- The Washington Times - Friday, October 7, 2005

RICHMOND — The Washington Wizards know they can depend on All-Stars Gilbert Arenas and Antawn Jamison for scoring, and Caron Butler and Jarvis Hayes can help replace the scoring of Larry Hughes.

But what would excite the Wizards to no end is the prospect of throwing the ball inside to center Brendan Haywood for some post scoring.

“I think Brendan has to score more in the post,” Jamison said matter-of-factly. “I told him, when you score for us in games, it’s easy. When you have the 17s and the 15s, everything opens up. On those nights when it’s hard for us to give you the ball, we find ourselves in a dogfight.”

Last season, Haywood, the team’s starting center, showed a more complete game than in his three previous years. He has become more willing to use his jump hook in favor of the fade-away jumper that he used to rely on.

His scoring average increased for the fourth consecutive season, topping out at a career-best 9.4 points, and that was with the Wizards calling few plays for him.

However, by working hard every offseason — and this offseason was no exception — Haywood has showed up in progressively better shape for training camp.

Not only has he earned the respect of his teammates, but Wizards coach Eddie Jordan says Haywood can improve even more.

“He has been a key to our success,” Jordan said following the team’s morning workout at the Siegel Center on the campus of Virginia Commonwealth. “Brendan can be an All-Star in the East. The way he has worked and the dedication he has put into it, he can be an All-Star in the East.”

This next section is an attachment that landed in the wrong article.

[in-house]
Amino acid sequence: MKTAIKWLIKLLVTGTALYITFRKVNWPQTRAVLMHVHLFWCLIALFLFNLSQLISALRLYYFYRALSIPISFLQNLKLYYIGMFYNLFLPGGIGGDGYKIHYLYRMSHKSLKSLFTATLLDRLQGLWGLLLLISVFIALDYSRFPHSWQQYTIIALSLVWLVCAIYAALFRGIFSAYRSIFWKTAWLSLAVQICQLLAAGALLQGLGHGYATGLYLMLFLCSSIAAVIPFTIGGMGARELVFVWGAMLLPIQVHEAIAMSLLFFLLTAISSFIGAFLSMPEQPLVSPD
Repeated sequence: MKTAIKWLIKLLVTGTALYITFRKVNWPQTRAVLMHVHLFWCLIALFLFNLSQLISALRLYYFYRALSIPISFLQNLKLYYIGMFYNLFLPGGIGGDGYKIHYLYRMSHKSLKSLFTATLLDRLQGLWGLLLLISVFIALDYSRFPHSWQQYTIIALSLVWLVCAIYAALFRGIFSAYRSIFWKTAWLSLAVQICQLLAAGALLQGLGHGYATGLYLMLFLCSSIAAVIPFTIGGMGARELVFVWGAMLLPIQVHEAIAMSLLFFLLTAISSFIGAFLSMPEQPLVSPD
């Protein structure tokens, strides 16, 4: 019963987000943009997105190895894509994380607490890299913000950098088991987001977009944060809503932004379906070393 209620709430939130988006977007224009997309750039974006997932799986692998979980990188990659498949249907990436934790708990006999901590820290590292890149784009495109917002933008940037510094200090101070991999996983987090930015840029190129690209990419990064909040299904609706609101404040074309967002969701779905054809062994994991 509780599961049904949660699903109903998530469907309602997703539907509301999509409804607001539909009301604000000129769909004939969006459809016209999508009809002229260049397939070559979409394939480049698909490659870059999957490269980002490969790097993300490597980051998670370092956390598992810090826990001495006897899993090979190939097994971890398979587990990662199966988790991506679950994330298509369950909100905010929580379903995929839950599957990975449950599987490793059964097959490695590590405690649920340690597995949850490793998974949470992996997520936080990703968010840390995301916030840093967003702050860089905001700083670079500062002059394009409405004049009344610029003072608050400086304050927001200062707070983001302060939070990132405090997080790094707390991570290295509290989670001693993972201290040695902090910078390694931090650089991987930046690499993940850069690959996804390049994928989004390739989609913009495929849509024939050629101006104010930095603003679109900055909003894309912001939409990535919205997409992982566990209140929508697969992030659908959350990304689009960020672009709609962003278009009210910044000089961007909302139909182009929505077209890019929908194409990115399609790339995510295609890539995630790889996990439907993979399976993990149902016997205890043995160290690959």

Jordan also said the offense will include an expanded role for Haywood.

“His offense is going to come,” Jordan said. “We have made it a point to get more scoring and getting more paint attempts, and Brendan is going to give it to us.”

Haywood really doesn’t like discussing the evolution of his game, mostly because he feels it still has a long way to go. Pay him a compliment, but don’t expect him to spend too much time thanking you.

Instead, he talks about the need for further improvement.

“It’s no secret how you get better,” Haywood said. “You have to put in the hours. You have to want to get better. You can’t be content. You have to have the mind-set that other people are working even harder than you are, so you can’t let up.”

Perhaps because of his size — he weighs a shade under 270 today — when he wasn’t a dominant player at North Carolina rumors circulated that he was a soft player, something that bugs Haywood to this day.

“Before he traded for me, Michael Jordan called Dean Smith and Bill Guthridge and they both told him I was a hard worker,” Haywood said. “So that doesn’t bother me. I just know that at the end of the day I’m working to be a better player than I was when the day started. That’s why I’ve continued to improve and that’s why I’m going to continue to improve. I’m not afraid to put in the long hours.”

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